How many people are on staff?
We're up to 8 or 9 people working on the magazine, all on a part-time volunteer basis. We're not paying anyone on staff per se, although we of course have many expenses. But the editorial staff is all volunteer.
A year or two from now, where do you see the magazine being? Would you want to be positioned to be a successful business, or is it more about finding unknown writers?
I'd like it to be a viable nonprofit. It will ultimately, hopefully, pay for itself, without us having to do an enormous amount of begging from the public. So that would be nice. And to continue to have better and better writing and writers, and to continue to have great new writers. That would be a huge thing for me—discovering a great new writer. I feel like there's so many writers out there who encounter so much resistance along the way that they eventually stop, and then you get someone who might not be nearly as talented, who for some reason in their persistence ends up making it. I think it's so key to find that really talented writer, and not have them stop. Just encourage them to go on, even if they're not hitting every note just yet.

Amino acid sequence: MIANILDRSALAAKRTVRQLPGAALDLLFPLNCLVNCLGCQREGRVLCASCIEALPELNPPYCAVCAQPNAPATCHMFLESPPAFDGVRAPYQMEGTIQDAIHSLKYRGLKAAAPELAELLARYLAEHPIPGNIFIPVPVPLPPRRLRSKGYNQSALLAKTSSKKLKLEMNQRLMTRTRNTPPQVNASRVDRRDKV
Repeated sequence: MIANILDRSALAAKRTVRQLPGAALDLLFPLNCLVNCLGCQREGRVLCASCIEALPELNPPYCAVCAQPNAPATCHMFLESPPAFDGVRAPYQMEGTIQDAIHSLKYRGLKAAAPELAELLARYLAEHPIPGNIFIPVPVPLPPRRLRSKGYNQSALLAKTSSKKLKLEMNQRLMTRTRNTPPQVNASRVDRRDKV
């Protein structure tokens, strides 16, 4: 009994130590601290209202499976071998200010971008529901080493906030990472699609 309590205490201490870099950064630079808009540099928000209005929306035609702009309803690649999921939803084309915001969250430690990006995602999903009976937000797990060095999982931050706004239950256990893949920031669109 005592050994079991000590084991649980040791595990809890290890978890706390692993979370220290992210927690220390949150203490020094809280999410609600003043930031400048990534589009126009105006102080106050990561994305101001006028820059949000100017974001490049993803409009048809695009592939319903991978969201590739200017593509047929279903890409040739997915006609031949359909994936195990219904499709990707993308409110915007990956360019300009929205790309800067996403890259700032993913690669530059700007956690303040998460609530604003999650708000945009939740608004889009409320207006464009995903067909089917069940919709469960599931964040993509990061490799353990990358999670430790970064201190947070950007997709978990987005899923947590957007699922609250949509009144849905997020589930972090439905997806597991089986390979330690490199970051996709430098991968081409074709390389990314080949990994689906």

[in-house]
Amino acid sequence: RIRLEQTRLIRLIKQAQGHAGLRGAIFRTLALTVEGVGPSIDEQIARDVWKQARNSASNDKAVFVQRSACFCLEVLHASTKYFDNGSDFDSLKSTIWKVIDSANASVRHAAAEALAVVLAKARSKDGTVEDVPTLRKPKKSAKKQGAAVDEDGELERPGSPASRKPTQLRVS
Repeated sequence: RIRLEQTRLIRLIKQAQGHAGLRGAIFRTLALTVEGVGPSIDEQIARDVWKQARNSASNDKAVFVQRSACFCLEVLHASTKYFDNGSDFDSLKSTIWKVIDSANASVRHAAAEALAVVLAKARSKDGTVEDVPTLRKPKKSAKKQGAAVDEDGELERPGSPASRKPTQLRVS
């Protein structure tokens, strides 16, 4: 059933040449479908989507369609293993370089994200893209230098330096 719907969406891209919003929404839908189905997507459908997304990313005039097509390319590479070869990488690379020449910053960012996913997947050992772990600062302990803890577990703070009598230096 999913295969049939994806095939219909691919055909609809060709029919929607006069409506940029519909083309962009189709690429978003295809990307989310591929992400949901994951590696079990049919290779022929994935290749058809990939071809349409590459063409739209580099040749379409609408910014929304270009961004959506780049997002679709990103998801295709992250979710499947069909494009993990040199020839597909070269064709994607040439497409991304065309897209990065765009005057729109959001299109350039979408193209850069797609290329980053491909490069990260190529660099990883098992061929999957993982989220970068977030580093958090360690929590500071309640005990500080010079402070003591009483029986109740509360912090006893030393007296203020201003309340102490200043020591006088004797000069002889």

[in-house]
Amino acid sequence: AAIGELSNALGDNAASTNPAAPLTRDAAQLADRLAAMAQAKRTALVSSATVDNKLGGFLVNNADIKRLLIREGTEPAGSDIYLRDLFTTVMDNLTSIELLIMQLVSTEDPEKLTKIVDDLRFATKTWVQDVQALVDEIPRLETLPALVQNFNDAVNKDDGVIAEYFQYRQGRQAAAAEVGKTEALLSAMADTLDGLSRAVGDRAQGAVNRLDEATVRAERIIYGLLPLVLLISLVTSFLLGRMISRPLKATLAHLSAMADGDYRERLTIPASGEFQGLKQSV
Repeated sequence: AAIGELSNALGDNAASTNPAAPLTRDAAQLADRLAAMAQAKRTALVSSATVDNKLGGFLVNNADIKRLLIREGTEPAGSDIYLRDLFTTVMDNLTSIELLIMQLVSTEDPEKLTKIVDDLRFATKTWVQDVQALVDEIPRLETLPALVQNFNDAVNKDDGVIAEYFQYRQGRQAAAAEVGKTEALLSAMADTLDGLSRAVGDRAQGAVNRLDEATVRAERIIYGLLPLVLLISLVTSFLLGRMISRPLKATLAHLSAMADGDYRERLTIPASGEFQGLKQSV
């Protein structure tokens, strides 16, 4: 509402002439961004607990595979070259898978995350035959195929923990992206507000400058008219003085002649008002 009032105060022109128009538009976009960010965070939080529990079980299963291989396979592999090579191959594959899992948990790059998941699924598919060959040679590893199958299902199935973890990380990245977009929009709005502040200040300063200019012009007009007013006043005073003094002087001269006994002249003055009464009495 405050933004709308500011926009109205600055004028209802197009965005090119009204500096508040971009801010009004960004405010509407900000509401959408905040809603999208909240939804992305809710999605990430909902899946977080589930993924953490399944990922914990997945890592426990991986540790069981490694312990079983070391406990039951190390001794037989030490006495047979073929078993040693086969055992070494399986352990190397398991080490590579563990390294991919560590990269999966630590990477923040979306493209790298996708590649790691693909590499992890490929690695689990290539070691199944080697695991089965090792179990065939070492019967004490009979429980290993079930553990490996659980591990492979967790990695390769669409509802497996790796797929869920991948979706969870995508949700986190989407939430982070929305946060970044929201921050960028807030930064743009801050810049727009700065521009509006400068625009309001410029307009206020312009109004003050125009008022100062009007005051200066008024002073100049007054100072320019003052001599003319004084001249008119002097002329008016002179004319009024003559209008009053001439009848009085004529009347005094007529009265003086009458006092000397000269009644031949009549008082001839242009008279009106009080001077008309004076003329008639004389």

Do you write? Is that where the idea for Swink came from?
I do. Yes. That is partially where it came from, although, for me, just being a writer is not something I'm cut out for. It's too solitary an existence. I just have this natural tendency to try to juggle multiple things and multiple tasks, and I tend to do things better when I am juggling multiple things. But I think I missed the creative side of things when I was in the business world, so the idea was to use those skills to do something I actually cared about.